HONG KONG: Hong Kong reported about 20,000 new coronavirus cases on Friday (Mar 18) as health experts called for a clear way out of a “zero-COVID” policy that has left the city isolated.
Densely populated Hong Kong has registered the most deaths per million people globally in recent weeks.
But restrictions, including a ban on flights from nine countries such as Britain and the United States, quarantine of up to 14 days for residents returning to Hong Kong, and the closure of schools, gyms, beaches and other venues, have frustrated many.
Hong Kong leader Carrie Lam said on Thursday she would provide an update on restrictions around Mar 20 to 21 rather than wait for them to expire on Apr 20. She acknowledged financial institutions were “losing patience” with COVID-19 policies.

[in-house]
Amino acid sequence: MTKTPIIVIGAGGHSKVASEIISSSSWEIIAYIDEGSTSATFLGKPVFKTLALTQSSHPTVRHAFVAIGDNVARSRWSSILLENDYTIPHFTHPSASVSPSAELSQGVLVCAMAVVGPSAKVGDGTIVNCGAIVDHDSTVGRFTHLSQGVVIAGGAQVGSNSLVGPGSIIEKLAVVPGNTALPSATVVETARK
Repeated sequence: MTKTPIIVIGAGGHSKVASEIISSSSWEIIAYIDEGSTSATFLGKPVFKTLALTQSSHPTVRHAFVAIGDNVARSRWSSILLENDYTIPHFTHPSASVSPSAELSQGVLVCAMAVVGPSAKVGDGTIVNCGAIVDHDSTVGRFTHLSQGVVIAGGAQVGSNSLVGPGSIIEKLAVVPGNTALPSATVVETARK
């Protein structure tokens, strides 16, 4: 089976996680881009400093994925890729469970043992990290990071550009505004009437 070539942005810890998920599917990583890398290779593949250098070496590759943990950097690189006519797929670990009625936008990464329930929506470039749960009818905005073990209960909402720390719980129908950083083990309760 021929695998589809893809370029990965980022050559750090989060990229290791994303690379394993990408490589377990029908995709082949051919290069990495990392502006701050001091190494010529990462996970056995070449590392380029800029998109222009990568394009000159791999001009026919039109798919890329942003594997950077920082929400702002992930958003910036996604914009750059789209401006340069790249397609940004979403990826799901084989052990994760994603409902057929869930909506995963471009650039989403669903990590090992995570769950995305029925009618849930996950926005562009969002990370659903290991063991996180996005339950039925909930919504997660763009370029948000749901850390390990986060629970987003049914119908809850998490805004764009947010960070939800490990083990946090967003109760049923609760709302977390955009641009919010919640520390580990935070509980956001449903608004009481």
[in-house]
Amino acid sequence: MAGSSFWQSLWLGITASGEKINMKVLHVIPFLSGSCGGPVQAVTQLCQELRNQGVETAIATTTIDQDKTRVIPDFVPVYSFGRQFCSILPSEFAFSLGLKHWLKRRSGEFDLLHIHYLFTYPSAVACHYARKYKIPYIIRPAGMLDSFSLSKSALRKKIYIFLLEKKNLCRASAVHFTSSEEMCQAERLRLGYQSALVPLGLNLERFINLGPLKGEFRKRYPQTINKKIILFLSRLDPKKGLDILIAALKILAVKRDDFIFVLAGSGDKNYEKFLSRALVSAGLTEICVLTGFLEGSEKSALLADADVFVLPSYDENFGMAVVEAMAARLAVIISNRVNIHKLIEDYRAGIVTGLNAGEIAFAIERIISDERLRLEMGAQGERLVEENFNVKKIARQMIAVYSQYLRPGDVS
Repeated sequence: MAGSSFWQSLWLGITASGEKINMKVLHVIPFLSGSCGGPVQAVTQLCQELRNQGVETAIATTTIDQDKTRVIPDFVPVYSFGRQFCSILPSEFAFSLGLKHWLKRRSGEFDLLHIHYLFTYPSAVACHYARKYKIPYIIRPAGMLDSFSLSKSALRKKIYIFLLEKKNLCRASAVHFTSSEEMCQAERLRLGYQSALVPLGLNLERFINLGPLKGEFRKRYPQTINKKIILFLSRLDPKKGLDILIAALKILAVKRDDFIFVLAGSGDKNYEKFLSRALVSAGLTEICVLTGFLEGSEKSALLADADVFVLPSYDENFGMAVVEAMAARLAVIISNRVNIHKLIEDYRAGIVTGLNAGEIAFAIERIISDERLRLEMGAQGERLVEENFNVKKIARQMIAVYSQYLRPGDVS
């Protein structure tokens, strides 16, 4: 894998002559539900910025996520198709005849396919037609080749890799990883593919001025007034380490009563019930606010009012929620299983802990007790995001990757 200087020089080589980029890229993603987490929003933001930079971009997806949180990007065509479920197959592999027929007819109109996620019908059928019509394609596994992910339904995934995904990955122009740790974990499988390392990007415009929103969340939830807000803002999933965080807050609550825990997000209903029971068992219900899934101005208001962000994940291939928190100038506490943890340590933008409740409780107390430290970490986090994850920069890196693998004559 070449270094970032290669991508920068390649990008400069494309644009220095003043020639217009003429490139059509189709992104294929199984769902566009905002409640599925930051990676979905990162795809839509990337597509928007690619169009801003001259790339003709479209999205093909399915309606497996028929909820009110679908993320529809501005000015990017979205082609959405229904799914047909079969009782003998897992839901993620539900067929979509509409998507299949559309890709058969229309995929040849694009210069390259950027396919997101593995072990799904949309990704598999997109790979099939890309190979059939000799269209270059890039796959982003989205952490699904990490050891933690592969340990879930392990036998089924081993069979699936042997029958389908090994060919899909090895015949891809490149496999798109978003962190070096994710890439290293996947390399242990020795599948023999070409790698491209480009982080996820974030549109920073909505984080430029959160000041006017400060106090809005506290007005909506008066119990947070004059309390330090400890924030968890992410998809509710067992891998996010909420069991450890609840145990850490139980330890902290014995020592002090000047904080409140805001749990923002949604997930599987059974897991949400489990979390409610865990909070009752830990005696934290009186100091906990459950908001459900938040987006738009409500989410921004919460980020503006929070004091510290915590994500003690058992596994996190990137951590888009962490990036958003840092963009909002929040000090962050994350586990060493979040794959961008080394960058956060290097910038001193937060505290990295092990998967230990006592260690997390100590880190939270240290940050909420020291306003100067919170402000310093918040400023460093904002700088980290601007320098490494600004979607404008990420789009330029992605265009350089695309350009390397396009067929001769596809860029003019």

On Friday, health authorities reported 20,082 COVID-19 cases, and 206 deaths. Daily cases have been hovering around 20,000-30,000 in recent days, although some experts say the real figure is significantly higher as many people test positive at home and do not report their result to the government.
There have so far been more than 1 million confirmed cases, and more than 5,000 deaths. But about half of the city’s 7.4 million residents have likely been infected, a study from the University of Hong Kong estimated this week.
Many of the recent deaths are due to a large proportion of elderly people being caught unvaccinated after living in a relatively virus-free city for two years before the Omicron variant emerged.
With future outbreaks seen as inevitable, Hong Kong must make plans to eventually live with the virus, rather than insisting on eradicating all outbreaks, some epidemiologists say.
Mainland China, which has similar COVID-19 policies, is also battling its worst outbreak since the virus first emerged in Wuhan in 2020. It reported 2,388 new local cases with confirmed symptoms on Thursday, almost double the count a day earlier.
President Xi Jinping signalled on Thursday that the “dynamic clearance” policy to contain the outbreak would not be ditched.